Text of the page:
have a bowel movement, fever, loss of appetite, weight loss,
anemia or low blood count
Crohn's disease (CD) is one of the two
most common forms of IBD (the other
being Ulcerative Colitis (UC)) and is
named after the doctor who first
diagnosed it in 1932.
The main difference between Crohn's
disease and UC is the location and nature
of the inflammatory changes. The
inflammation from CD can strike
anywhere in the gastrointestinal (GI)
tract, from mouth to anus, although a
majority of the cases start in the
UC, in contrast, is restricted to the
colon and the rectum. The inflammation
in Crohn's disease can extend into the
muscle wall, whereas UC inflammation
occurs only in the surface of the colonic
In CD there are patches of
inflammation scattered between healthy
portions of the gut, and this can
penetrate the intestinal layers from inner
to outer lining. Since CD can be located
anywhere in the GI tract, symptoms can
vary. On the whole, however, they often
include abdominal pain, cramping,
diarrhoea, nausea, vomiting and not
surprisingly, weight loss and lack of
energy. There may also be extra-
intestinal manifestations (such as liver
problems, arthritis, skin manifestations
and eye problems) in different
and began talking about her funeral and that
she wanted to be buried in a simple white
"She also told me that she did not want
me to cry too much for her at her funeral. It
was at that point I fell on my knees and cried
out to God and I told the Lord that if He has
to take her go ahead and do it."
But Bahadur, re-gaining her strength emo-
tionally and mentally, began to do extensive
and vigorous research on CD, given the fact
that the disease is not well-known and
researched in T&T.
Under the guidance and medical support
of her consultant gastroenterologist, Dr Rene
Ramnarace (MBBS, MRCP), who was respon-
sible for diagnosing her illness, Bahadur decided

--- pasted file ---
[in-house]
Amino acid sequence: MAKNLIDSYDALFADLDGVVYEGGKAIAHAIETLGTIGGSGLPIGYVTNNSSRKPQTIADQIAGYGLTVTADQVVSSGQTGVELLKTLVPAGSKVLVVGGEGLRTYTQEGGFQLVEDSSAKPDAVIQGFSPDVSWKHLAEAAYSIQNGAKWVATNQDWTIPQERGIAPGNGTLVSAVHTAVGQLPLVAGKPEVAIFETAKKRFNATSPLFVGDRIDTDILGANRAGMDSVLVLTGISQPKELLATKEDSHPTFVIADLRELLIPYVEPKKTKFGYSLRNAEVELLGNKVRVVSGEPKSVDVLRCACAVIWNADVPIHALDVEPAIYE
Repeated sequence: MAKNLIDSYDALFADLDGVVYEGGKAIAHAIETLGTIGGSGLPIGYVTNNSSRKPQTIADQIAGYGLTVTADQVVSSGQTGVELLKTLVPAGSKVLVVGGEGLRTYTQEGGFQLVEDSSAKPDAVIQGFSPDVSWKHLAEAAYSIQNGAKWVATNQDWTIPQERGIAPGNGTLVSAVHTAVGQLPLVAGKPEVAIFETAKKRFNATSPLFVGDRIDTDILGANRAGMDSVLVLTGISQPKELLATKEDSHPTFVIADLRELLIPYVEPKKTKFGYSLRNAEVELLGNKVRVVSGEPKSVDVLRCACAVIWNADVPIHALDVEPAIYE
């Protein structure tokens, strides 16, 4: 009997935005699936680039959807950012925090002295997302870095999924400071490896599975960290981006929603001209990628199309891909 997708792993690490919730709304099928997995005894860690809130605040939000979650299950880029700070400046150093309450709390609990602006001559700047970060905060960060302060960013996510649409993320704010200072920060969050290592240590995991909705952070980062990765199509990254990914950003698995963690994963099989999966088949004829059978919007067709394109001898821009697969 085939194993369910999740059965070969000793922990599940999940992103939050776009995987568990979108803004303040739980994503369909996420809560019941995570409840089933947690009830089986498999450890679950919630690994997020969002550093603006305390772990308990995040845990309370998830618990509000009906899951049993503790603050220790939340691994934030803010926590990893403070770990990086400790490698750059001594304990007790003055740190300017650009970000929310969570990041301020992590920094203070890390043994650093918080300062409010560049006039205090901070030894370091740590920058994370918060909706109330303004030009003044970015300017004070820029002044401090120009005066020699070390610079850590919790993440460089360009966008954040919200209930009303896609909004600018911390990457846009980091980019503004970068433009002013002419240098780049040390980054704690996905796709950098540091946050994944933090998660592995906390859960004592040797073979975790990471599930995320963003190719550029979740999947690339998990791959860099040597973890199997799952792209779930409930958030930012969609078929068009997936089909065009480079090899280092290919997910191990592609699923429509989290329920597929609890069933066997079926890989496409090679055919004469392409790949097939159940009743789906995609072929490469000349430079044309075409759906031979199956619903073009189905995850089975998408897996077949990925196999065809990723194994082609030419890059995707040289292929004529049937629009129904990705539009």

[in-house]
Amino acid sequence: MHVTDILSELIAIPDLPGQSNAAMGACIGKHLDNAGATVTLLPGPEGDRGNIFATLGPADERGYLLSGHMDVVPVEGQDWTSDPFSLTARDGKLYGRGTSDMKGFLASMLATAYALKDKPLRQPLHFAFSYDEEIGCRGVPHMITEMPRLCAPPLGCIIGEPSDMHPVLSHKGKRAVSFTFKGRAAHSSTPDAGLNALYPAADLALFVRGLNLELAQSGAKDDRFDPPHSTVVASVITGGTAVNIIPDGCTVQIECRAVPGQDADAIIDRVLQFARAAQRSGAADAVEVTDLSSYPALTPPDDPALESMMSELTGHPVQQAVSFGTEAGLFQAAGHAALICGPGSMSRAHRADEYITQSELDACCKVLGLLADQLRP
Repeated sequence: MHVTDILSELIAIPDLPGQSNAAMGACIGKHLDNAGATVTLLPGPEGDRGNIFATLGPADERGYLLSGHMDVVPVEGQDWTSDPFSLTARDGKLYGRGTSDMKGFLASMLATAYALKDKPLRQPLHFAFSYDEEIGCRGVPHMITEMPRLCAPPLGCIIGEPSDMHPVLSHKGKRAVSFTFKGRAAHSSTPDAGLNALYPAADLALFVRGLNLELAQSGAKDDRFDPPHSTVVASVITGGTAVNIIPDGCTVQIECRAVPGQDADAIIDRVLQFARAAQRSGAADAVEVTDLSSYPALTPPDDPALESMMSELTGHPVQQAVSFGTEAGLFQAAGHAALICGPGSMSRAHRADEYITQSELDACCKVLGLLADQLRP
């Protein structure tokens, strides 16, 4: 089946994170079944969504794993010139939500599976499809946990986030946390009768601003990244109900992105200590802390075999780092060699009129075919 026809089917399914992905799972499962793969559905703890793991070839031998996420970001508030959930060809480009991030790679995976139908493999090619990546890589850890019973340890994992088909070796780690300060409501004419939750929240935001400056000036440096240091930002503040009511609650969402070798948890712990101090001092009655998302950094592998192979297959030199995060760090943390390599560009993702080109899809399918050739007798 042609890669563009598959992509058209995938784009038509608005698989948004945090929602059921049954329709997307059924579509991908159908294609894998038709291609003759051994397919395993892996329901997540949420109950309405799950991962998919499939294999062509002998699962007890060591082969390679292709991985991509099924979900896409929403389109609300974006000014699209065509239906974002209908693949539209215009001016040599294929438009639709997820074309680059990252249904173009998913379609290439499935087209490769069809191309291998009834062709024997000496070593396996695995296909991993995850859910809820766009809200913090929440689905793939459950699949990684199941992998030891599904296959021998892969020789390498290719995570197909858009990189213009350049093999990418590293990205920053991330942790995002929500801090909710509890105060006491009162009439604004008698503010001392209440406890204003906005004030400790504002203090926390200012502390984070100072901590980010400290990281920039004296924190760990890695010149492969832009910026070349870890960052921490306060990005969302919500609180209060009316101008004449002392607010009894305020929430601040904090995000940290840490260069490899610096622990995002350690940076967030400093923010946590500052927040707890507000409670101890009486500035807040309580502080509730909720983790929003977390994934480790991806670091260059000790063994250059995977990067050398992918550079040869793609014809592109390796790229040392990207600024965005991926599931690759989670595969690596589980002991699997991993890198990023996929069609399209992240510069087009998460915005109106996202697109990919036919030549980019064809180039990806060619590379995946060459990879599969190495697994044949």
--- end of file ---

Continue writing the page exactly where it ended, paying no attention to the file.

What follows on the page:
to face it head on, holding on to life.
"It was a terrible time for me. I thought
my symptoms were because of food poisoning,
then I thought it was because I was under
stress from studying for my finals in Petroleum
Engineering, but I knew it was something
more when I began going to the washroom at
least 20 times a day.
"I eventually had to withdraw from my
studies at UTT. I became very depressed and
ashamed," Bahadur said.
New entity born
After three years of battling the disease and
receiving extensive medical treatment, Bahadur
was able to get a grip on life and overcome
what many see as the shame of having the
Bahadur is currently pursuing a Bachelor s
in Social Work at the College of Science, Tech-
nology and Applied Arts of Trinidad and Toba-
Six years later, at the age of 25, Bahadur,
decided to become that beacon of light to oth-
ers who were either diagnosed with CD and
Ulcerative Colitis (UC) or those who were
experiencing symptoms of the disease and
were not yet diagnosed.
She founded the National Association of
Crohn s and Colitis of T&T (NACCTT), which
is a non-profit organisation registered under
the Ministry of Legal Affairs.
According to Bahadur, the NACCTT is
designed to establish greater awareness about
IBD, CD and UC in T&T. She is assisted by
Dr Maria Bartholomew (MBBS, FRCP), who
is a consultant gastroenterologist who worked
many years in the public healthcare sector in
T&T and now operates a private clinic, The
Practice, in Port-of-Spain.
Kelly-Ann Bahadur chats with some residents during a Health Outreach Programme at the
Endeavour Hindu School.
Woman battles Crohn's Disease head on
Hope of a
Lenore Bahadur, left, and her daughter Kelly-Ann, founder and
president of the National Association Crohn's & Colitis.